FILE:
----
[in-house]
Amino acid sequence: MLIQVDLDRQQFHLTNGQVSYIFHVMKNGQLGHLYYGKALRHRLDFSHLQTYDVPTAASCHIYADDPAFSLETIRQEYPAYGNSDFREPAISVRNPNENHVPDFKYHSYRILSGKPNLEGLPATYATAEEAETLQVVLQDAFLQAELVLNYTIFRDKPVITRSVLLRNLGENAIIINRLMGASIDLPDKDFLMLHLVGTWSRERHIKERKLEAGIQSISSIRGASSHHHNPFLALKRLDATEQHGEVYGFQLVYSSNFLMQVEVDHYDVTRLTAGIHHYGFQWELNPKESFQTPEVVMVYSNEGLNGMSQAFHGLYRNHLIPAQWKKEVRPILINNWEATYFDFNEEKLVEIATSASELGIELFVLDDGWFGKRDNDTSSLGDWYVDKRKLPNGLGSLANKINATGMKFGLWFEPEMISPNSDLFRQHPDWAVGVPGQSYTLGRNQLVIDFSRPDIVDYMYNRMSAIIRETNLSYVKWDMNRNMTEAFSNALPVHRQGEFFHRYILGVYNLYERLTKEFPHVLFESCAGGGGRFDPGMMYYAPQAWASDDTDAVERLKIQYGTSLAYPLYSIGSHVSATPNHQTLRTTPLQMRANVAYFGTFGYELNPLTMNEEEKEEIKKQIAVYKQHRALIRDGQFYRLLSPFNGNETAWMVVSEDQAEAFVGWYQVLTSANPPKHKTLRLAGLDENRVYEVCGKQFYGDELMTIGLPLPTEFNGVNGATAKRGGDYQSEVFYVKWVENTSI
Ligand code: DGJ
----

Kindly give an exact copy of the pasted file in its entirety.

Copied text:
[in-house]
Amino acid sequence: MLIQVDLDRQQFHLTNGQVSYIFHVMKNGQLGHLYYGKALRHRLDFSHLQTYDVPTAASCHIYADDPAFSLETIRQEYPAYGNSDFREPAISVRNPNENHVPDFKYHSYRILSGKPNLEGLPATYATAEEAETLQVVLQDAFLQAELVLNYTIFRDKPVITRSVLLRNLGENAIIINRLMGASIDLPDKDFLMLHLVGTWSRERHIKERKLEAGIQSISSIRGASSHHHNPFLALKRLDATEQHGEVYGFQLVYSSNFLMQVEVDHYDVTRLTAGIHHYGFQWELNPKESFQTPEVVMVYSNEGLNGMSQAFHGLYRNHLIPAQWKKEVRPILINNWEATYFDFNEEKLVEIATSASELGIELFVLDDGWFGKRDNDTSSLGDWYVDKRKLPNGLGSLANKINATGMKFGLWFEPEMISPNSDLFRQHPDWAVGVPGQSYTLGRNQLVIDFSRPDIVDYMYNRMSAIIRETNLSYVKWDMNRNMTEAFSNALPVHRQGEFFHRYILGVYNLYERLTKEFPHVLFESCAGGGGRFDPGMMYYAPQAWASDDTDAVERLKIQYGTSLAYPLYSIGSHVSATPNHQTLRTTPLQMRANVAYFGTFGYELNPLTMNEEEKEEIKKQIAVYKQHRALIRDGQFYRLLSPFNGNETAWMVVSEDQAEAFVGWYQVLTSANPPKHKTLRLAGLDENRVYEVCGKQFYGDELMTIGLPLPTEFNGVNGATAKRGGDYQSEVFYVKWVENTSI
Ligand code: DGJ